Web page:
Construction sector grows for 12 consecutive months


New data finds that supply chain issues are starting to ease and the speed of price rises for materials is easing.

The UK’s construction sector saw growth last month to levels not seen since August and marked 12 months of consecutive rises for the industry, according to new data.

The closely-followed IHS Markit / CIPS purchasing managers index (PMI) hit 56.3 in January, up from 54.3 in December. Anything above 50 is seen as a sector in growth.

Bosses said the growth came despite the sector suffering from increased lead times for supplies, along with staff shortages and haulage availability, as the Omicron variant knocked businesses.

However, they added that the peak of supply chain problems caused by the Covid-19 pandemic appear to have passed – with availability of products appearing to ease.

And whilst raw material prices, energy costs and transportation bills remain high, the speed of the price rises appear to be slowing, bosses reported.

Commercial projects saw the strongest growth during the month, according to the report, rising to a six-month high.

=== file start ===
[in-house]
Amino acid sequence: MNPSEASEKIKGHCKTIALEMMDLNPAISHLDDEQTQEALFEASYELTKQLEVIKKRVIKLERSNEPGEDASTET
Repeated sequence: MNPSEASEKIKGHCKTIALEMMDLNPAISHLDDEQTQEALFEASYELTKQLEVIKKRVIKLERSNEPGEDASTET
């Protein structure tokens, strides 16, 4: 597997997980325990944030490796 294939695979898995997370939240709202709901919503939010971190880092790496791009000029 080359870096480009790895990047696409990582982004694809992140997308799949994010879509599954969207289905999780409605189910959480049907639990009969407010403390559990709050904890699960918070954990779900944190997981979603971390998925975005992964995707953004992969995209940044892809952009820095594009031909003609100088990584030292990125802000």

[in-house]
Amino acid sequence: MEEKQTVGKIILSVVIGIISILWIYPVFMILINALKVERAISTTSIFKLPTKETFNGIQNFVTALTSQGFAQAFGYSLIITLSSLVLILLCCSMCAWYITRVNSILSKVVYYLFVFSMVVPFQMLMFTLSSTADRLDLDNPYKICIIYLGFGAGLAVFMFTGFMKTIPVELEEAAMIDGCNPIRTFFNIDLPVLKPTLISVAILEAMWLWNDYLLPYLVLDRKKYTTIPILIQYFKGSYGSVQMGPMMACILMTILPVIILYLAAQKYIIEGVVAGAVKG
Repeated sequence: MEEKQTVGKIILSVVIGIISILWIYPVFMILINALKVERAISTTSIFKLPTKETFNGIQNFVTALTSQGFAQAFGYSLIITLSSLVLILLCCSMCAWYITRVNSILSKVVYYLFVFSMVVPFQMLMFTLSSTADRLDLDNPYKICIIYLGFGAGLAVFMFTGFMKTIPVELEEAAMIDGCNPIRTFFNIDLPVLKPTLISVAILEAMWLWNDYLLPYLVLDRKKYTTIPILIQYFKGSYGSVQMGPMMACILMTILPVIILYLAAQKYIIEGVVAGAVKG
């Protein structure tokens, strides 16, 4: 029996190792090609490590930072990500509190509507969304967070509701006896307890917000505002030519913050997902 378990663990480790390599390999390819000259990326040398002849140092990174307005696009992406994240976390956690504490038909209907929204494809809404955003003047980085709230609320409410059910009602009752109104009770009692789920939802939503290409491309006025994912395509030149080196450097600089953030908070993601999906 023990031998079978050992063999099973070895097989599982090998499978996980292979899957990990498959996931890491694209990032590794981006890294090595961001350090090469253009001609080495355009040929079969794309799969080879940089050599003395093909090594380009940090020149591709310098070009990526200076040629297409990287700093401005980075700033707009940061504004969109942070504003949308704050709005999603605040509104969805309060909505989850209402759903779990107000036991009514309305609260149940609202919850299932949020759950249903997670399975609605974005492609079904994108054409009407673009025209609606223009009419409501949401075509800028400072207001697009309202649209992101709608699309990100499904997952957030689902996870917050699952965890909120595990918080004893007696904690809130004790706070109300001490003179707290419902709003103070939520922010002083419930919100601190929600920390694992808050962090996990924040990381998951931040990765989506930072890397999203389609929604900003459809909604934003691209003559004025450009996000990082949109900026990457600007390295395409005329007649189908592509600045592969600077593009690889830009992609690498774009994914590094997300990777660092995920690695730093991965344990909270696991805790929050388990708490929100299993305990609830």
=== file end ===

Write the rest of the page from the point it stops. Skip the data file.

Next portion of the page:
This was down to high client demand as building projects put off due to economic uncertainty last year were given the green light as the outlook became clearer.

The report said survey respondents found there was optimism among clients due to the rolling back of Covid restrictions.

Housebuilding saw more muted growth, increasing at the slowest pace for four months, whilst civil engineering returned to growth having fallen in December.

During the period, the extra work also increased the number of jobs available with additional hires and job creation at highs not seen since October.

Tim Moore, director at IHS Markit, which compiles the survey, said: “UK construction companies started the year on a strong footing as business activity picked up speed and new orders expanded to the greatest extent since last August.”

He added: “Higher energy, transport and raw material bills led to across the board increases in input prices during January, but fewer supply issues helped ease the overall rate of cost inflation to its lowest since March 2021.”

Duncan Brock, group director at the Chartered Institute of Procurement & Supply (CIPS), added: “There was some light at the end of the tunnel where supply chains showed signs of improvement and the best delivery times since September 2020.

“However, the rapid upturn in activity is putting more pressure on suppliers still in recovery while there are shortages in skilled labour and a lack of reliable transportation adding to their woes.

“Thirty-four per cent of supply chain managers said their materials were taking longer to arrive and as a result purchasing activity escalated in an effort to beat price hikes and shortages.”


Original source; 


business-directory Business Directory
smartbusinessdirectory Payroll Services Business Directory
truebusinessdirectory payroll-services Directory
payroll-services Directory